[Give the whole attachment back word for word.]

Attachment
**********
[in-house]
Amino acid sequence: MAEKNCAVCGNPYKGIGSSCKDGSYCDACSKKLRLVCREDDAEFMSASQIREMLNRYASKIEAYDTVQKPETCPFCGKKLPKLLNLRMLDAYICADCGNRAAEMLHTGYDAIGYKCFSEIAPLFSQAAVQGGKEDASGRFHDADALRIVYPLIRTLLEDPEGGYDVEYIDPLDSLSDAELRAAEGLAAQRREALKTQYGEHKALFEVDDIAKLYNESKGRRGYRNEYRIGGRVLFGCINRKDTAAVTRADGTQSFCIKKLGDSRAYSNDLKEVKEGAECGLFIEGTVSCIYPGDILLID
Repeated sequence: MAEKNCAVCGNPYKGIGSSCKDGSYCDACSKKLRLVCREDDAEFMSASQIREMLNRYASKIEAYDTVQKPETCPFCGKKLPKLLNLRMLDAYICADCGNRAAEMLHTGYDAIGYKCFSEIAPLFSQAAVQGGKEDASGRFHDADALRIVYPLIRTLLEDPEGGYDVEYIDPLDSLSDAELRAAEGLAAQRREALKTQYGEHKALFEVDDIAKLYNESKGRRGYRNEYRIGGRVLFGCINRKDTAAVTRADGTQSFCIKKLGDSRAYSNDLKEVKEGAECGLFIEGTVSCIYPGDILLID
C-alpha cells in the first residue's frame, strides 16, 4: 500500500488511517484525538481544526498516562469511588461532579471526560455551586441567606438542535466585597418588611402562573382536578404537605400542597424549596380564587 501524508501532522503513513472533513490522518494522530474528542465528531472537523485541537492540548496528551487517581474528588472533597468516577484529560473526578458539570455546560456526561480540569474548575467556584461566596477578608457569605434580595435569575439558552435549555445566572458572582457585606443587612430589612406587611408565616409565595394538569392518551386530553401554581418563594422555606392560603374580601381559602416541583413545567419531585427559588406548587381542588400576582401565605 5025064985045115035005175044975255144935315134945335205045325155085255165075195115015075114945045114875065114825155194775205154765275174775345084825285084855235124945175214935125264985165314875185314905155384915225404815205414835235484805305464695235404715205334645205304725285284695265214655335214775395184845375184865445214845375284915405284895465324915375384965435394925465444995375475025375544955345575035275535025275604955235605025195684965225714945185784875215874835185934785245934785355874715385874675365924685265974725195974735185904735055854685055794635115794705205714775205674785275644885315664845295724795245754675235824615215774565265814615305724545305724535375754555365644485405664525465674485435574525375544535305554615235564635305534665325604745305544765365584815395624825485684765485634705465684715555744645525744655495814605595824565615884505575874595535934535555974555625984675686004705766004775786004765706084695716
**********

[in-house]
Amino acid sequence: MAEKNCAVCGNPYKGIGSSCKDGSYCDACSKKLRLVCREDDAEFMSASQIREMLNRYASKIEAYDTVQKPETCPFCGKKLPKLLNLRMLDAYICADCGNRAAEMLHTGYDAIGYKCFSEIAPLFSQAAVQGGKEDASGRFHDADALRIVYPLIRTLLEDPEGGYDVEYIDPLDSLSDAELRAAEGLAAQRREALKTQYGEHKALFEVDDIAKLYNESKGRRGYRNEYRIGGRVLFGCINRKDTAAVTRADGTQSFCIKKLGDSRAYSNDLKEVKEGAECGLFIEGTVSCIYPGDILLID
Repeated sequence: MAEKNCAVCGNPYKGIGSSCKDGSYCDACSKKLRLVCREDDAEFMSASQIREMLNRYASKIEAYDTVQKPETCPFCGKKLPKLLNLRMLDAYICADCGNRAAEMLHTGYDAIGYKCFSEIAPLFSQAAVQGGKEDASGRFHDADALRIVYPLIRTLLEDPEGGYDVEYIDPLDSLSDAELRAAEGLAAQRREALKTQYGEHKALFEVDDIAKLYNESKGRRGYRNEYRIGGRVLFGCINRKDTAAVTRADGTQSFCIKKLGDSRAYSNDLKEVKEGAECGLFIEGTVSCIYPGDILLID
C-alpha cells in the first residue's frame, strides 16, 4: 500500500488511517484525538481544526498516562469511588461532579471526560455551586441567606438542535466585597418588611402562573382536578404537605400542597424549596380564587 501524508501532522503513513472533513490522518494522530474528542465528531472537523485541537492540548496528551487517581474528588472533597468516577484529560473526578458539570455546560456526561480540569474548575467556584461566596477578608457569605434580595435569575439558552435549555445566572458572582457585606443587612430589612406587611408565616409565595394538569392518551386530553401554581418563594422555606392560603374580601381559602416541583413545567419531585427559588406548587381542588400576582401565605 5025064985045115035005175044975255144935315134945335205045325155085255165075195115015075114945045114875065114825155194775205154765275174775345084825285084855235124945175214935125264985165314875185314905155384915225404815205414835235484805305464695235404715205334645205304725285284695265214655335214775395184845375184865445214845375284915405284895465324915375384965435394925465444995375475025375544955345575035275535025275604955235605025195684965225714945185784875215874835185934785245934785355874715385874675365924685265974725195974735185904735055854685055794635115794705205714775205674785275644885315664845295724795245754675235824615215774565265814615305724545305724535375754555365644485405664525465674485435574525375544535305554615235564635305534665325604745305544765365584815395624825485684765485634705465684715555744645525744655495814605595824565615884505575874595535934535555974555625984675686004705766004775786004765706084695716